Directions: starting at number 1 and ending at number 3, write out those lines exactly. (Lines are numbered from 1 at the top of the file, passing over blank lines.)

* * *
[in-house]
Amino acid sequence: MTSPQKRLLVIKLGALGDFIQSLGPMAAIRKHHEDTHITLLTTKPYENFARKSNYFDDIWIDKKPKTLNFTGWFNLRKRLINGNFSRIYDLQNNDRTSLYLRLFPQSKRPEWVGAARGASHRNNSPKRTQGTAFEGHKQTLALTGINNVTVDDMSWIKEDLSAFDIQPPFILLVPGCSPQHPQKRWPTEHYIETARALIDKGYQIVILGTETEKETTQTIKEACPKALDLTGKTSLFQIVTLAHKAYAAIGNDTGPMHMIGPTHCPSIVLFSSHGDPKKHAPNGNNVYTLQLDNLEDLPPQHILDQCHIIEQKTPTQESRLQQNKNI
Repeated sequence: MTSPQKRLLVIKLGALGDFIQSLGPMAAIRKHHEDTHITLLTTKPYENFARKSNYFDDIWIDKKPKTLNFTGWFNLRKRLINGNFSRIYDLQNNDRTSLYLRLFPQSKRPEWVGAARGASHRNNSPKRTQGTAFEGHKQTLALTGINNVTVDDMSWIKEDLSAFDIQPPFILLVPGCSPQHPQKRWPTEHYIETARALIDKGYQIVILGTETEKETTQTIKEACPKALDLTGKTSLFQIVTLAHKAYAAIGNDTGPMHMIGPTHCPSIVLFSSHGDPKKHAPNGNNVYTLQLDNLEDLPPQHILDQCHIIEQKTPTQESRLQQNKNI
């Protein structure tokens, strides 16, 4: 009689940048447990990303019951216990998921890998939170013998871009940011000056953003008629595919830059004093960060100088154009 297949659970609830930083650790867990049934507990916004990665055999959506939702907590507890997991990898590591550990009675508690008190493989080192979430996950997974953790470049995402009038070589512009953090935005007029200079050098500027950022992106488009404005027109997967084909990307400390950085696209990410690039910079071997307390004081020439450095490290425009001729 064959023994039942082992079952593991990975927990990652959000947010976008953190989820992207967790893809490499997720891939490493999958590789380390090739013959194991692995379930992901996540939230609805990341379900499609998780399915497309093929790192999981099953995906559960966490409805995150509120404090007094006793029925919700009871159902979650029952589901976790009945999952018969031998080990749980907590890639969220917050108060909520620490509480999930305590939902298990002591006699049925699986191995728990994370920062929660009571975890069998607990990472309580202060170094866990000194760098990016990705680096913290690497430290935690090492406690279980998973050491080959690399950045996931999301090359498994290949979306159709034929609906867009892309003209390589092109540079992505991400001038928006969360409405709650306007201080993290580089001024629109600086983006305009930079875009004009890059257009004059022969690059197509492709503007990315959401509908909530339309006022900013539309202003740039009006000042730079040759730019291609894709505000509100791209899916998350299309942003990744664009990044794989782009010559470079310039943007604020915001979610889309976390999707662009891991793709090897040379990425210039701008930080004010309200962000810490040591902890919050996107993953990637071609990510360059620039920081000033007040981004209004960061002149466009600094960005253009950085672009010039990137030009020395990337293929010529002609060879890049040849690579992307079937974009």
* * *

[in-house]
Amino acid sequence: MTSPQKRLLVIKLGALGDFIQSLGPMAAIRKHHEDTHITLLTTKPYENFARKSNYFDDIWIDKKPKTLNFTGWFNLRKRLINGNFSRIYDLQNNDRTSLYLRLFPQSKRPEWVGAARGASHRNNSPKRTQGTAFEGHKQTLALTGINNVTVDDMSWIKEDLSAFDIQPPFILLVPGCSPQHPQKRWPTEHYIETARALIDKGYQIVILGTETEKETTQTIKEACPKALDLTGKTSLFQIVTLAHKAYAAIGNDTGPMHMIGPTHCPSIVLFSSHGDPKKHAPNGNNVYTLQLDNLEDLPPQHILDQCHIIEQKTPTQESRLQQNKNI
Repeated sequence: MTSPQKRLLVIKLGALGDFIQSLGPMAAIRKHHEDTHITLLTTKPYENFARKSNYFDDIWIDKKPKTLNFTGWFNLRKRLINGNFSRIYDLQNNDRTSLYLRLFPQSKRPEWVGAARGASHRNNSPKRTQGTAFEGHKQTLALTGINNVTVDDMSWIKEDLSAFDIQPPFILLVPGCSPQHPQKRWPTEHYIETARALIDKGYQIVILGTETEKETTQTIKEACPKALDLTGKTSLFQIVTLAHKAYAAIGNDTGPMHMIGPTHCPSIVLFSSHGDPKKHAPNGNNVYTLQLDNLEDLPPQHILDQCHIIEQKTPTQESRLQQNKNI